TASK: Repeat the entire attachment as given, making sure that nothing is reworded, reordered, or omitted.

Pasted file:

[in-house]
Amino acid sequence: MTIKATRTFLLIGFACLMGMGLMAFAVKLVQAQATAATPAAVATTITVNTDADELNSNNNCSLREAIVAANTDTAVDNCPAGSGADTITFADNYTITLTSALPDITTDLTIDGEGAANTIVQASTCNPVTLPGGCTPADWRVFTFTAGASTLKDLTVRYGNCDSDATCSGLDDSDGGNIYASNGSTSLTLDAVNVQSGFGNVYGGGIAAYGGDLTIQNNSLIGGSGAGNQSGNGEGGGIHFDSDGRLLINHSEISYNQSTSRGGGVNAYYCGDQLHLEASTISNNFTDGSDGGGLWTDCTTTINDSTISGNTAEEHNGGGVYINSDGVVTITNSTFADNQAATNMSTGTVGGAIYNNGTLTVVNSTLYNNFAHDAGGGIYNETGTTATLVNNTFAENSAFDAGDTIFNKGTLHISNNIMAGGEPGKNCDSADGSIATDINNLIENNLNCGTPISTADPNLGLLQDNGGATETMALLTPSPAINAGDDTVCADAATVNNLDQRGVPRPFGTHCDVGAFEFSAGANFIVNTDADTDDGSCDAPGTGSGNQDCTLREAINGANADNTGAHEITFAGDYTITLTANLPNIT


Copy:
[in-house]
Amino acid sequence: MTIKATRTFLLIGFACLMGMGLMAFAVKLVQAQATAATPAAVATTITVNTDADELNSNNNCSLREAIVAANTDTAVDNCPAGSGADTITFADNYTITLTSALPDITTDLTIDGEGAANTIVQASTCNPVTLPGGCTPADWRVFTFTAGASTLKDLTVRYGNCDSDATCSGLDDSDGGNIYASNGSTSLTLDAVNVQSGFGNVYGGGIAAYGGDLTIQNNSLIGGSGAGNQSGNGEGGGIHFDSDGRLLINHSEISYNQSTSRGGGVNAYYCGDQLHLEASTISNNFTDGSDGGGLWTDCTTTINDSTISGNTAEEHNGGGVYINSDGVVTITNSTFADNQAATNMSTGTVGGAIYNNGTLTVVNSTLYNNFAHDAGGGIYNETGTTATLVNNTFAENSAFDAGDTIFNKGTLHISNNIMAGGEPGKNCDSADGSIATDINNLIENNLNCGTPISTADPNLGLLQDNGGATETMALLTPSPAINAGDDTVCADAATVNNLDQRGVPRPFGTHCDVGAFEFSAGANFIVNTDADTDDGSCDAPGTGSGNQDCTLREAINGANADNTGAHEITFAGDYTITLTANLPNIT